Putting an end to gawping and blocking

Bachelor's student of mechatronics wins TU ideas competition for students

2024/01/01 by

David Weiß won first place in the TU ideas competition for students with Gaffop, an easy-to-install anti-gaffer wall that protects both emergency services and patients from disruptive onlookers in the event of an accident. A scholarship from the Thomas Weiland Foundation supports him in the realisation of his innovative projects. As co-founder of thinc! Darmstadt, he also shares his knowledge and enthusiasm for entrepreneurship with like-minded students.

David Weiß has been studying mechatronics at TU Darmstadt since the winter semester 2022/23. He was already interested in mechatronic systems during his time at school. The volunteer emergency worker was particularly interested in systems and work equipment that support and improve the work of emergency services. “I was 17 when I had my first assignment as an emergency worker. We set off in the emergency vehicle – we have a large operational area – and ended up in a traffic jam due to roadworks. We heard on the radio that divers were needed. Because the rescue routes were blocked, we couldn't get to the scene of the accident quickly enough,” explains Weiß.

His enthusiasm for the rescue service and his experience as an emergency worker with the DLRG Lampertheim motivated him to take part in “Jugend forscht” for the first time. “After this frightening experience, I began to develop a camera that recognises lane blockages. I was awarded a special prize for my idea at the national 'Jugend forscht 2021' competition.”

His second participation in the national “Jugend forscht” competition followed in 2022. His project idea: Gaffop – a suction cup that adheres to various surfaces, such as asphalt, and can be used to create a new type of anti-gaffer wall.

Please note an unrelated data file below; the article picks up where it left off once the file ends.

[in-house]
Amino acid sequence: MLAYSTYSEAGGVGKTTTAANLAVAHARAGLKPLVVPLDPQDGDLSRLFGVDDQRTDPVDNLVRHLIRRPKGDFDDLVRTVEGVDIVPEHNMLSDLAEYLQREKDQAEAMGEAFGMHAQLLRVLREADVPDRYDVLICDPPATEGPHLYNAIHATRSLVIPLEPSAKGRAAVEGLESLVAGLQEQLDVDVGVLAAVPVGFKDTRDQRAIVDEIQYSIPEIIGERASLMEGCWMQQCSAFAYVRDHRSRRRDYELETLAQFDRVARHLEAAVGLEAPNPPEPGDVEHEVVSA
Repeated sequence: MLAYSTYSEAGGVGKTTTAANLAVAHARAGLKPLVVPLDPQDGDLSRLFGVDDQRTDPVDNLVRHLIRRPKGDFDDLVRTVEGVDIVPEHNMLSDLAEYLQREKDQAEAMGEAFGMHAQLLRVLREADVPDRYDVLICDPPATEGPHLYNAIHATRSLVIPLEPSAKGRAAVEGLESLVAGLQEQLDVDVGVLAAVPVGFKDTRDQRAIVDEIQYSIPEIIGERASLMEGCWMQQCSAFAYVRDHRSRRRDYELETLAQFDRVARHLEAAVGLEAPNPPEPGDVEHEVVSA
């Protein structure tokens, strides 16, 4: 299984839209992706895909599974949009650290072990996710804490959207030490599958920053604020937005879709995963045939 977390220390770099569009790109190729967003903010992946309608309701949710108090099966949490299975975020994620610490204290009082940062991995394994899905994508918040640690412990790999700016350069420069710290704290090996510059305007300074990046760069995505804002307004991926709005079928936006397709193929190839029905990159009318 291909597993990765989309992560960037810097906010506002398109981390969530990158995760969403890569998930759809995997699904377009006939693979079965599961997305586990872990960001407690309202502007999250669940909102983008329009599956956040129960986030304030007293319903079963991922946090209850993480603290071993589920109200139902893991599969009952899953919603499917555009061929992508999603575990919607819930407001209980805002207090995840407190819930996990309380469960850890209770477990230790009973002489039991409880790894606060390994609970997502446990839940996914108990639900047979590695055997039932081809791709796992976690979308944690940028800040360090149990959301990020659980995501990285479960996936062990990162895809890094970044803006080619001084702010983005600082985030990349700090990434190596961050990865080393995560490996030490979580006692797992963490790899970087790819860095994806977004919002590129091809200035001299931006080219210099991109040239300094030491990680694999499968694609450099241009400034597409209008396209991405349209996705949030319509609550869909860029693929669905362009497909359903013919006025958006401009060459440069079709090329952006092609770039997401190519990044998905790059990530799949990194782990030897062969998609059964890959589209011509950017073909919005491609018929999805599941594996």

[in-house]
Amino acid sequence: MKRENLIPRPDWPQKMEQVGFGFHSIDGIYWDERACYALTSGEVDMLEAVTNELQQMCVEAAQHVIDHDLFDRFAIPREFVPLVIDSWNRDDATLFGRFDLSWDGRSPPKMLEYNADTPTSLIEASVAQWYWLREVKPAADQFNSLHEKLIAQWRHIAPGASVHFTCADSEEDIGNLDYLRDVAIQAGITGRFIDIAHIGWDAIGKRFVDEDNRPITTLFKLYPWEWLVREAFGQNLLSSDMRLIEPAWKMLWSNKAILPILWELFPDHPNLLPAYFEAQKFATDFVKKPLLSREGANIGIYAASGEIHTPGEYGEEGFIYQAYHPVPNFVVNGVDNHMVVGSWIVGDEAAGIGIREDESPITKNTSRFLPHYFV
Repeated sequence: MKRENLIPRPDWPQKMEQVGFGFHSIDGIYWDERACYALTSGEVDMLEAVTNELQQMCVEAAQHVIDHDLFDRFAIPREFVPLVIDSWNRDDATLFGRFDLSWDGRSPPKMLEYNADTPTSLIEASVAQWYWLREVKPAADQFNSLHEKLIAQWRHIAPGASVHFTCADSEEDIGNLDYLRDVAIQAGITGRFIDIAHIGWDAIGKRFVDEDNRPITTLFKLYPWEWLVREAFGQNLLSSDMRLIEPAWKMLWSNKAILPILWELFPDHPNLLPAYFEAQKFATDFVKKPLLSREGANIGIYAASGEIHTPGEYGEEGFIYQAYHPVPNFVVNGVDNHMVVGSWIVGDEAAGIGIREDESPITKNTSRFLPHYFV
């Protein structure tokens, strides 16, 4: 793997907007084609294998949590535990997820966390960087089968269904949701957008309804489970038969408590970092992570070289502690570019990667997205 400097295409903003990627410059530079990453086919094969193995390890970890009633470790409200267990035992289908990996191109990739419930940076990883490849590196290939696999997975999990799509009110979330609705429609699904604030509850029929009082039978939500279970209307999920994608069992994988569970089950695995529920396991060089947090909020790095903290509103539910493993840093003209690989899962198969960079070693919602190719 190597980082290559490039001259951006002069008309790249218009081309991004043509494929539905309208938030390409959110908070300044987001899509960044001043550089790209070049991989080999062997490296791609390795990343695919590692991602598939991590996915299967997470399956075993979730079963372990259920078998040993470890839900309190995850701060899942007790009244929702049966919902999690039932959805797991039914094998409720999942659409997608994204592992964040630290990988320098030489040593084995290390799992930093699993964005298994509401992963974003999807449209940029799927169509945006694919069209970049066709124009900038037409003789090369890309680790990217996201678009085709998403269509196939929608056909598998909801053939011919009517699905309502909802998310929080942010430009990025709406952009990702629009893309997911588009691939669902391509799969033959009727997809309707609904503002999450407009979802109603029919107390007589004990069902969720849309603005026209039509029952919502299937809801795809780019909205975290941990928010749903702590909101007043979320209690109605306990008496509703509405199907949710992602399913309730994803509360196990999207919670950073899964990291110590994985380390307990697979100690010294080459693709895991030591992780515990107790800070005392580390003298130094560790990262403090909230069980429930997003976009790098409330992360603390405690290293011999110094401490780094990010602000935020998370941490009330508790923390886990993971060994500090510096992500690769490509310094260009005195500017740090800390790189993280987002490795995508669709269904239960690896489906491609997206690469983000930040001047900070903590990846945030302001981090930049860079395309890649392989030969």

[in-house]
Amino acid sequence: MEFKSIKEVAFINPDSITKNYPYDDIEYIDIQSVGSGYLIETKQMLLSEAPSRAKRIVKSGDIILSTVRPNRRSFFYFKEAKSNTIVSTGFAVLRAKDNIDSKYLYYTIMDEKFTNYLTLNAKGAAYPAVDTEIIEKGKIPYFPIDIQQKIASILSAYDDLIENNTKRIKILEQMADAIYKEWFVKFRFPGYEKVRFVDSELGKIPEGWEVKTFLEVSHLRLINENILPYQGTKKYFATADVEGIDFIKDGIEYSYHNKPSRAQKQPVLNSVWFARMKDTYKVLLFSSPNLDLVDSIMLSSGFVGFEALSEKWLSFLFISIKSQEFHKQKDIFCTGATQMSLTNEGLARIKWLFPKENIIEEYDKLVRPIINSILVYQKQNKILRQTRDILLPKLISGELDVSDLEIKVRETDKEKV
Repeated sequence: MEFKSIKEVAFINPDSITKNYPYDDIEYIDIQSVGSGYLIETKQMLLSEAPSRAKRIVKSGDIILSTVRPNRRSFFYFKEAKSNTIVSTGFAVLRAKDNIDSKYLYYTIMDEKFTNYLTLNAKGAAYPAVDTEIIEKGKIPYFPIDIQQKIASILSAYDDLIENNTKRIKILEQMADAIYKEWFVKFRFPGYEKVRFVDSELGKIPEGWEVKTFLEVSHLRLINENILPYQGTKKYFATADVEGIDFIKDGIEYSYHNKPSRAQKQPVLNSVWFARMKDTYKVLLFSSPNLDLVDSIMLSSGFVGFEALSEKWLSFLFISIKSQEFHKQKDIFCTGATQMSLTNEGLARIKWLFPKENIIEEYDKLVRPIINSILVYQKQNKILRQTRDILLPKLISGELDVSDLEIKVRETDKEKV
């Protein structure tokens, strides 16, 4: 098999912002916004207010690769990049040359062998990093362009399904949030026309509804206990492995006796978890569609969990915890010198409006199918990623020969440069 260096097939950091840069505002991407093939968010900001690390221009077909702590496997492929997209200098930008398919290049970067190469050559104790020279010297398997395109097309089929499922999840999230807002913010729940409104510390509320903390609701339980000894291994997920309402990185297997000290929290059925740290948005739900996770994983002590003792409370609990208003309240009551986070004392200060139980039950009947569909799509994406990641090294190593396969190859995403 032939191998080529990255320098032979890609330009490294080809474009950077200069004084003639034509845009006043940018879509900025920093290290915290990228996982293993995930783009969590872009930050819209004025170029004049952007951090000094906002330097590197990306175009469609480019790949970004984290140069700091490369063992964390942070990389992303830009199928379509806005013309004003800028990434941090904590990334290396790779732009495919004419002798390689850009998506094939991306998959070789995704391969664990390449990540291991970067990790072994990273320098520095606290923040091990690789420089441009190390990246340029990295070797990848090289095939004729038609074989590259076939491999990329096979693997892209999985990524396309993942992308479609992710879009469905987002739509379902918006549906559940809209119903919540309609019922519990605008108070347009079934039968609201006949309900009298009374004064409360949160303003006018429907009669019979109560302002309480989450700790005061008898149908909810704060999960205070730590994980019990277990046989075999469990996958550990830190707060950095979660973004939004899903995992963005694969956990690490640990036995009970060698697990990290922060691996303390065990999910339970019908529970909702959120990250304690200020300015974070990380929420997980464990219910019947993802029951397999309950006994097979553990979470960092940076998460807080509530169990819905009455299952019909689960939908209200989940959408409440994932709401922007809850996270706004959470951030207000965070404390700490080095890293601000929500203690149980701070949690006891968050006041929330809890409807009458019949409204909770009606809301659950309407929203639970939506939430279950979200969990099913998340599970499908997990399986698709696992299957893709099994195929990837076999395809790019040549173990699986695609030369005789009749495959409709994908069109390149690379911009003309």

“Basically, an anti-gawping wall is a privacy screen that prevents people from looking at accident scenes,” explains the 20-year-old. “Gawping is human. I look too. But it's important that people look away again.” Photographing or filming accident scenes and obstructing rescue workers goes too far and can be penalised in Germany. If rubbernecking turns into insulting behaviour or even an assault, this is an additional burden for the emergency services.

Basically, an anti-gawker wall is a privacy screen that prevents people from looking at accident scenes.

The mobile and patented “Emergency Lane Camera” (ELC) is currently on hold, but the young man is continuing to work on Gaffop during his studies at TU Darmstadt. This is also made possible by a scholarship from the Thomas Weiland Foundation. “A start-up is very expensive. Thanks to my participation in the national 'Jugend forscht' competition, I was able to apply for the foundation's scholarship. And as I still live at home in Lampertheim, the money can go towards developing my project.”

The financial support provided by the scholarship is one advantage, another is the support in the form of regular meetings: regular get-togethers, seminars and lectures on various topics. In 2023, the foundation organised a seminar for the scholarship holders under the academic direction of Professor Carolin Bock from the Department of Entrepreneurship.

“At the beginning, there were lectures by professors on the various career paths you can take after graduating. In other words, a career in business or a university career,” says Weiß. “I found that very interesting, and every student should actually attend such an event at the beginning of their degree programme. Then there was the entrepreneurship project. We looked at how to set up a project, we developed a prototype and pitched our ideas. We were supported by Mrs Bock and her department. It was a great seminar and we learnt a lot, even if the topic of entrepreneurship is certainly not for everyone.”

First place in the student category